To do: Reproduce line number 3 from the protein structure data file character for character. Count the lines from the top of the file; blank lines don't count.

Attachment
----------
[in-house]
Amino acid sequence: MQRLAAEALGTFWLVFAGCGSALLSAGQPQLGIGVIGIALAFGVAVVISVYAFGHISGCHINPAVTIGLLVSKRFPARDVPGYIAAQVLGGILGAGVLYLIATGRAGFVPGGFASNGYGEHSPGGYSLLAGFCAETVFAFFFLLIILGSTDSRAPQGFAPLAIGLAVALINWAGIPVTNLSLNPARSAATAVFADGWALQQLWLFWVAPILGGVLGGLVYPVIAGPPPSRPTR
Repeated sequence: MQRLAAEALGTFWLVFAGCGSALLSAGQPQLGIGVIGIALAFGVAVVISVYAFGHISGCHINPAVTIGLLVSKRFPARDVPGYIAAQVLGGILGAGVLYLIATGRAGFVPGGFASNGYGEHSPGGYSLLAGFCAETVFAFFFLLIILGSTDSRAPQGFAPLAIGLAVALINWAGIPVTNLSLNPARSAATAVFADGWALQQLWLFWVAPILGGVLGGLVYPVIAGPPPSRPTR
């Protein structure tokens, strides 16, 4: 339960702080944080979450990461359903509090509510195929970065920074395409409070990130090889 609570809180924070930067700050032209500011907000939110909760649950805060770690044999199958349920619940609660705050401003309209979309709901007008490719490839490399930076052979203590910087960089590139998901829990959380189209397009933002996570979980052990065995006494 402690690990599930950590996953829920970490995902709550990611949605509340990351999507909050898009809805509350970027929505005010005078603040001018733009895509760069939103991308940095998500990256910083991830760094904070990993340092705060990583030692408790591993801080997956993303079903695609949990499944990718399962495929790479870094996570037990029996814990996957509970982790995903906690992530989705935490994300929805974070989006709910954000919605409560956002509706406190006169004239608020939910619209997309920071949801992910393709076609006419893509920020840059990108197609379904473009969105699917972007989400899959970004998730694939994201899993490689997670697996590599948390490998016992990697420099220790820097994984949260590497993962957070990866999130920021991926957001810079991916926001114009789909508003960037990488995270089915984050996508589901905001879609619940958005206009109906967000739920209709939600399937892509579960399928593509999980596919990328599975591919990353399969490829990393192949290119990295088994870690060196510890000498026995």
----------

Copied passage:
Repeated sequence: MQRLAAEALGTFWLVFAGCGSALLSAGQPQLGIGVIGIALAFGVAVVISVYAFGHISGCHINPAVTIGLLVSKRFPARDVPGYIAAQVLGGILGAGVLYLIATGRAGFVPGGFASNGYGEHSPGGYSLLAGFCAETVFAFFFLLIILGSTDSRAPQGFAPLAIGLAVALINWAGIPVTNLSLNPARSAATAVFADGWALQQLWLFWVAPILGGVLGGLVYPVIAGPPPSRPTR